By the end of today's drive, we'll have passed out of the mountainous regions of the east and entered the flatlands that bisect the United States. Yesterday we passed two crests that were labeled 985 feet and 1200 feet, as if those were impressive heights. The other day, on the Blue Ridge Parkway, we passed crests in the 3500-3600 range.
Everything, they say, is relative.
Back home, the Flying M Ranch sits at 4,000 feet--and it's in a valley between mountain ranges. So climbing to 985, or even 3500, isn't all that impressive to us--that's like going down from our valley.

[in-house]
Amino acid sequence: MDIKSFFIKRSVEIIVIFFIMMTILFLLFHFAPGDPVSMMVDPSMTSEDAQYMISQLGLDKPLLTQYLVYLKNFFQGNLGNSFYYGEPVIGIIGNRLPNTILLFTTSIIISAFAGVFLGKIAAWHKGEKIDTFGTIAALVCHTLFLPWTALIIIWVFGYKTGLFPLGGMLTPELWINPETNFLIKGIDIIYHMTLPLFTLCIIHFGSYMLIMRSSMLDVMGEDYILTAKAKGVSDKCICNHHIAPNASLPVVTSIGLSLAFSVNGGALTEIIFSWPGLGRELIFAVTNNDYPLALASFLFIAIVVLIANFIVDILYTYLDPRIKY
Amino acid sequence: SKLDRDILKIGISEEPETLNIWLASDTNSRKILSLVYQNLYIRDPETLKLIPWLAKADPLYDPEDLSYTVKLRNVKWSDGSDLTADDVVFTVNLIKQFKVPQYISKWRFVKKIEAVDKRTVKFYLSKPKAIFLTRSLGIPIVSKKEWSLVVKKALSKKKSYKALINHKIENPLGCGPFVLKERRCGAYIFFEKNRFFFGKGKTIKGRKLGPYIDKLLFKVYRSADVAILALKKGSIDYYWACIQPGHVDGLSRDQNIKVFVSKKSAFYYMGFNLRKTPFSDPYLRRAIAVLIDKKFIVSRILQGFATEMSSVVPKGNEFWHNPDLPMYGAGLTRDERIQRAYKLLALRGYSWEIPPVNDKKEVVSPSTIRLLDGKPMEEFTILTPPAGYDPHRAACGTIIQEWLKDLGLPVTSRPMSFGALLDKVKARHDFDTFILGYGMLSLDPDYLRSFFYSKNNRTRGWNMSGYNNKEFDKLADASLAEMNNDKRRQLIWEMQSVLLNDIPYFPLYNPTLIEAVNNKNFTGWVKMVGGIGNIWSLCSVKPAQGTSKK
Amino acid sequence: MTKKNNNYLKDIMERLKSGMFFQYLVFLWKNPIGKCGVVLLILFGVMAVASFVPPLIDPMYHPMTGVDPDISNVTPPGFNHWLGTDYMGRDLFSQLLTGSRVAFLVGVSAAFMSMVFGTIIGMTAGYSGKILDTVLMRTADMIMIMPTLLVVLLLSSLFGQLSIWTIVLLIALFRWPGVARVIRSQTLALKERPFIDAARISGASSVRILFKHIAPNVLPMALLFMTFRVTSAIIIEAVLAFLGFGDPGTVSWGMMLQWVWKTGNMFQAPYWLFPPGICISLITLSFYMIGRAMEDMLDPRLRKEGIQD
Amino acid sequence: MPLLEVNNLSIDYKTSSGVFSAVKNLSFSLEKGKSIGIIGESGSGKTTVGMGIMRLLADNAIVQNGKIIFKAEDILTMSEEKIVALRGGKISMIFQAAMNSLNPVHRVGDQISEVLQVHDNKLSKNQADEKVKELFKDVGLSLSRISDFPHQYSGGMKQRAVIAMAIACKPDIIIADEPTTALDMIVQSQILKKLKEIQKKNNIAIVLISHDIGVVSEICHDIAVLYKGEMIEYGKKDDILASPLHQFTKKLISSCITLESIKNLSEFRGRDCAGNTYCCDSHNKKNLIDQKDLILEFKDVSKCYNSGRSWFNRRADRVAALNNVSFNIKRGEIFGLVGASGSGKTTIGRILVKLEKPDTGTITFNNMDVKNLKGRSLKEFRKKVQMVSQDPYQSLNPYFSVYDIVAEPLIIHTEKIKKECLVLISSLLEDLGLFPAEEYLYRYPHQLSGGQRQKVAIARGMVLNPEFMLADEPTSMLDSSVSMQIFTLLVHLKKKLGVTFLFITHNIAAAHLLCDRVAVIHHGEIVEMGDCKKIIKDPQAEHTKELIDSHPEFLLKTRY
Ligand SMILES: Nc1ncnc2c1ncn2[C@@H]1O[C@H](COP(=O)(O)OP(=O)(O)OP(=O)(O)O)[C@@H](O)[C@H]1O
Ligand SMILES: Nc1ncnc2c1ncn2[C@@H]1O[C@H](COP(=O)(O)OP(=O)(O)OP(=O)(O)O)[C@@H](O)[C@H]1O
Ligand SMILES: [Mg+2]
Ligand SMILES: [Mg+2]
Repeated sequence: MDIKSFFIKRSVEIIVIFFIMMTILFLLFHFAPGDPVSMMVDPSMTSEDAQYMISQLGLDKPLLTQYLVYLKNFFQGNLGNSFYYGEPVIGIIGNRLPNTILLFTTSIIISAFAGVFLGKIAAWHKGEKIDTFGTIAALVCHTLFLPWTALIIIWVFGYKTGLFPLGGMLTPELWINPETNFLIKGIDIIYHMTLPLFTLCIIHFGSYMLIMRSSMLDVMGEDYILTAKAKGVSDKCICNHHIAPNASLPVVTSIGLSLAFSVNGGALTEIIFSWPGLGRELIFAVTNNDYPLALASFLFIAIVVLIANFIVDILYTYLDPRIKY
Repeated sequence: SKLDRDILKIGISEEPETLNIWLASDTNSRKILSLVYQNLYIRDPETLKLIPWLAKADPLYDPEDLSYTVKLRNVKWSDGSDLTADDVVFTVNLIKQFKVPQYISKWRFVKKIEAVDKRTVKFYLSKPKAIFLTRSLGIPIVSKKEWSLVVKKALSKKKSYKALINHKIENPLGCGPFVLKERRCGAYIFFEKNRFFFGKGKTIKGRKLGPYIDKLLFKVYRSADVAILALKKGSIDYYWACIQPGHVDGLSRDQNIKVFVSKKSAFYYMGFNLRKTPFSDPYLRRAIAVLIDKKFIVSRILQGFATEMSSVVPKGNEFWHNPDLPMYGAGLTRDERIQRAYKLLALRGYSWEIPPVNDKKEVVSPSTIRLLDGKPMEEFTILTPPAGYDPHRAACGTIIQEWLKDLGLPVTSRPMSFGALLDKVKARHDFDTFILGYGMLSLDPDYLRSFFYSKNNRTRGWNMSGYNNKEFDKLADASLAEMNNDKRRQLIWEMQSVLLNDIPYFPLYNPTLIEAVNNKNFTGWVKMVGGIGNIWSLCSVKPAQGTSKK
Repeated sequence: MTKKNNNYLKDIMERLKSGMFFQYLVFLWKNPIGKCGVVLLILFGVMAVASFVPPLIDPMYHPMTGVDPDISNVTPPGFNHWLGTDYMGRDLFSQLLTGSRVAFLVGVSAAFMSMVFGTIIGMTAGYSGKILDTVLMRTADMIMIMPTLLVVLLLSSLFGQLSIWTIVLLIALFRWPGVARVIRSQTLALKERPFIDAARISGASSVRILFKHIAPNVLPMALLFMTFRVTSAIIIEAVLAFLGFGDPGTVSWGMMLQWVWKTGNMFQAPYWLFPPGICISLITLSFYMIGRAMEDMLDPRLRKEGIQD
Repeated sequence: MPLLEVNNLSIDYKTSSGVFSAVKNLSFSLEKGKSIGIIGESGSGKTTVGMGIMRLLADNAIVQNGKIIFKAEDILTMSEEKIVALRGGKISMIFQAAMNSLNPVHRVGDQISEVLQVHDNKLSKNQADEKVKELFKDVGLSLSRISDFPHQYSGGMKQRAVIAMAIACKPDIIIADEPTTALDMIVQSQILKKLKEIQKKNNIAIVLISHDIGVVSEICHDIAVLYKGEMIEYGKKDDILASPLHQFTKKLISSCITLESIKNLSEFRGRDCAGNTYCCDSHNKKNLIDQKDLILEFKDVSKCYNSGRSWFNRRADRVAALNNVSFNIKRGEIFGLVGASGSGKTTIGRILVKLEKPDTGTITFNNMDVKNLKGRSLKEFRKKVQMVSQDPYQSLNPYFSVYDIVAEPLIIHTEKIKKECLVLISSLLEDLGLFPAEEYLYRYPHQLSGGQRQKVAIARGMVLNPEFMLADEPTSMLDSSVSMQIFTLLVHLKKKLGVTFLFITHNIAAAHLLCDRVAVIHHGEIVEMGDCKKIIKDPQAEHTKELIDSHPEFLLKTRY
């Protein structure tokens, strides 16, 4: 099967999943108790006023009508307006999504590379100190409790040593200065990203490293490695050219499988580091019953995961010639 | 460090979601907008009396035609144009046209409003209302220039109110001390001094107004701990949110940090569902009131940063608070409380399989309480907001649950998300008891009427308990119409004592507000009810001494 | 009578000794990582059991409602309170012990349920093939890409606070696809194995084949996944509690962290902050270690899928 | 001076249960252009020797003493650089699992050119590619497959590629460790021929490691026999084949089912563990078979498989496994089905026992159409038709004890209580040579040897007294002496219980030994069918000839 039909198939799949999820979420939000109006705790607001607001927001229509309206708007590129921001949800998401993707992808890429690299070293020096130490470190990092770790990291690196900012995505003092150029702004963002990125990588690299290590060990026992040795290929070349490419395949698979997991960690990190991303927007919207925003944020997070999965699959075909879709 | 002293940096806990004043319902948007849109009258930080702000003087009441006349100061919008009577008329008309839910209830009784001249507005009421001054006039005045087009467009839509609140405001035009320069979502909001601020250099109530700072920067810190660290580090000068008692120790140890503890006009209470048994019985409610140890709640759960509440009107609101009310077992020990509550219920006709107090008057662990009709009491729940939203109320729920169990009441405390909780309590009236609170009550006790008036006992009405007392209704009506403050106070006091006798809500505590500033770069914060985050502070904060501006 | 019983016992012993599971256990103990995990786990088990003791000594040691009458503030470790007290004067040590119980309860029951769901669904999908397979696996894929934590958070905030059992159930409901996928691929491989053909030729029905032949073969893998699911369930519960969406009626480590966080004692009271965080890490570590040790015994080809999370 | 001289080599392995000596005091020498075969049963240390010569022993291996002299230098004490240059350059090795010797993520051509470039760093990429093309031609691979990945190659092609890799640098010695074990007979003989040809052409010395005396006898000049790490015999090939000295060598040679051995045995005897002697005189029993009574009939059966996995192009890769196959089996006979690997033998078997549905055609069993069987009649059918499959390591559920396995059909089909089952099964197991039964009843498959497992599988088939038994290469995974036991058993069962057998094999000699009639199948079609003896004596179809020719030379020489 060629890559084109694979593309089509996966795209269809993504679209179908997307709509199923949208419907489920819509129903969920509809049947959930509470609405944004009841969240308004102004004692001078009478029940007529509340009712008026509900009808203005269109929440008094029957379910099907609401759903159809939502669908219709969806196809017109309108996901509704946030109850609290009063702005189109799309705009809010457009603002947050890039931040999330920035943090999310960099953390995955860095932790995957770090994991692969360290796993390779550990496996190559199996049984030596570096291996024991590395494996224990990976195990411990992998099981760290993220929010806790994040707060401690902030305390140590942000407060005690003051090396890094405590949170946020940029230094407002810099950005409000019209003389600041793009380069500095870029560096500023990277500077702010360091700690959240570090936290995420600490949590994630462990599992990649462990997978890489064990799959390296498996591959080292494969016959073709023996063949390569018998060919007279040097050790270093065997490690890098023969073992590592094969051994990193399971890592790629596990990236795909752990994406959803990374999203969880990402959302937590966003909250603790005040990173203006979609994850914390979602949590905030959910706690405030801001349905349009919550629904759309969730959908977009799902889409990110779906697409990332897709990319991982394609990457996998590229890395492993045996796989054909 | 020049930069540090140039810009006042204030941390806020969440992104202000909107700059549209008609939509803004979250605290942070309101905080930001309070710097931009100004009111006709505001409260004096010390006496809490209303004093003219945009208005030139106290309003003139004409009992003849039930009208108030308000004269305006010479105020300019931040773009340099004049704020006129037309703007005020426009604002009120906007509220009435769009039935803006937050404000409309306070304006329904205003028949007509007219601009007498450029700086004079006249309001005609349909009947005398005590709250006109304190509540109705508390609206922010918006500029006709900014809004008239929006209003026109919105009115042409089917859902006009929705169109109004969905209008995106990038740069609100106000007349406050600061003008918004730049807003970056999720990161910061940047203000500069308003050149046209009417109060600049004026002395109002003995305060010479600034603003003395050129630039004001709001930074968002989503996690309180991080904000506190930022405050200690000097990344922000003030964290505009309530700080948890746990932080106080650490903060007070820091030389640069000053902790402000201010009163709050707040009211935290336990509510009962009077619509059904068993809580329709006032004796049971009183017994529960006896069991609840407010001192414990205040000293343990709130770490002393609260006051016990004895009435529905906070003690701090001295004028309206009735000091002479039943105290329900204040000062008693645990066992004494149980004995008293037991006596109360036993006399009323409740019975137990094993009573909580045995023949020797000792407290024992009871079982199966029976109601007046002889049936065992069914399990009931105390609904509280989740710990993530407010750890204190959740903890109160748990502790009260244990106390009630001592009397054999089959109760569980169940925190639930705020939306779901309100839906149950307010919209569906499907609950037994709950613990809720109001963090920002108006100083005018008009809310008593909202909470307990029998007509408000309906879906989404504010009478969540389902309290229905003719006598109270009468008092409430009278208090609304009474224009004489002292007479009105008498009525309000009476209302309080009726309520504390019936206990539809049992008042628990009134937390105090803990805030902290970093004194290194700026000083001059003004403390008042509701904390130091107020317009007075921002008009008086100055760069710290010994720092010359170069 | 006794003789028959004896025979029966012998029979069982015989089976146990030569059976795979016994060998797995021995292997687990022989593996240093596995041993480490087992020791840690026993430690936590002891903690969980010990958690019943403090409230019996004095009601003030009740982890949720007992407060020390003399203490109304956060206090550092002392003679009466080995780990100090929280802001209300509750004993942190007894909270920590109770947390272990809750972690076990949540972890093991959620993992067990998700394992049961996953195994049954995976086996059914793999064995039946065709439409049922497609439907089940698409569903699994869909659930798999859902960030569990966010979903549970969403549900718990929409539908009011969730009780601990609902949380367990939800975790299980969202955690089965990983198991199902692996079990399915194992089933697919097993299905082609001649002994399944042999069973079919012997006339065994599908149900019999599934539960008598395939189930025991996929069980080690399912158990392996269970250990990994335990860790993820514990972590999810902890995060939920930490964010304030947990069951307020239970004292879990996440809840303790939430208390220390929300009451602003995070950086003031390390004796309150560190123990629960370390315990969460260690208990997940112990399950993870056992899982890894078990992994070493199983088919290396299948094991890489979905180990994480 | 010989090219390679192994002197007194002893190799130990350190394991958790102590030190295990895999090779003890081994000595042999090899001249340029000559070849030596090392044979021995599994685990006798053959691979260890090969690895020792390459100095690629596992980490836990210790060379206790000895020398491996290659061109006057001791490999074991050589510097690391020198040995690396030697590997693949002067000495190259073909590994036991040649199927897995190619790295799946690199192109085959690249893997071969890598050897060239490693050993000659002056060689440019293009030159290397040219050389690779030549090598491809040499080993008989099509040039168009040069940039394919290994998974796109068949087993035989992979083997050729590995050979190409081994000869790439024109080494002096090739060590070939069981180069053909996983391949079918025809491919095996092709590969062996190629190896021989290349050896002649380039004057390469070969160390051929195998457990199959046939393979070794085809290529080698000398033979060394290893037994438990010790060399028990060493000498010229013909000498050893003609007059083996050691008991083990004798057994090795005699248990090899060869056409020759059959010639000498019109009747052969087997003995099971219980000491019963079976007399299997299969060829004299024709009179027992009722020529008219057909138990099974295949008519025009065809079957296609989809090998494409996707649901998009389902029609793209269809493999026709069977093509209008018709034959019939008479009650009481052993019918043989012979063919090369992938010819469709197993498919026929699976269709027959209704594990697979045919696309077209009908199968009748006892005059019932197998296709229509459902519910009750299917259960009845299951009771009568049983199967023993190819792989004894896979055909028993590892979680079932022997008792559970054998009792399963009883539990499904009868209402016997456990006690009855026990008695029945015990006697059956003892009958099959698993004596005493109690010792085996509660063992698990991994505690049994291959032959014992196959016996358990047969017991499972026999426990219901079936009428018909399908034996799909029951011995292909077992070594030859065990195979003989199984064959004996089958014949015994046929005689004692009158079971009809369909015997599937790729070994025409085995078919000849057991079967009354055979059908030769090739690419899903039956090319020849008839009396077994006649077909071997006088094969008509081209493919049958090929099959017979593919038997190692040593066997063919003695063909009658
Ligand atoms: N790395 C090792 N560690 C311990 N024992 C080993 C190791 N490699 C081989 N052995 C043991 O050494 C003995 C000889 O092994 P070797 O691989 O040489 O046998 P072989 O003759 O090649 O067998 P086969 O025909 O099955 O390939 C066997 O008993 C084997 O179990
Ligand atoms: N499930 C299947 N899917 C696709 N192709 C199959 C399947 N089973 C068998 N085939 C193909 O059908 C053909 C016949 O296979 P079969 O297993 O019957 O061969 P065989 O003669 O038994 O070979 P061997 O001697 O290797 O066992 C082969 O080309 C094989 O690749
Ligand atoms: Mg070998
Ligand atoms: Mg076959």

This explains why people who live in the east assume that because we're in Arizona, it must be hot all the time. They don't realize that Arizona has a wide range of temperatures. In the summer, as in most places around the country, it gets hot--up to 100, or slightly over, from time to time. In the winter, it gets cold--down to 17 last winter, into the single digits sometimes.
What it usually is, even during monsoon season, is dry, as in lacking in humidity. Which, having just spent a week in the southeast, is all to the good, as far as I'm concerned.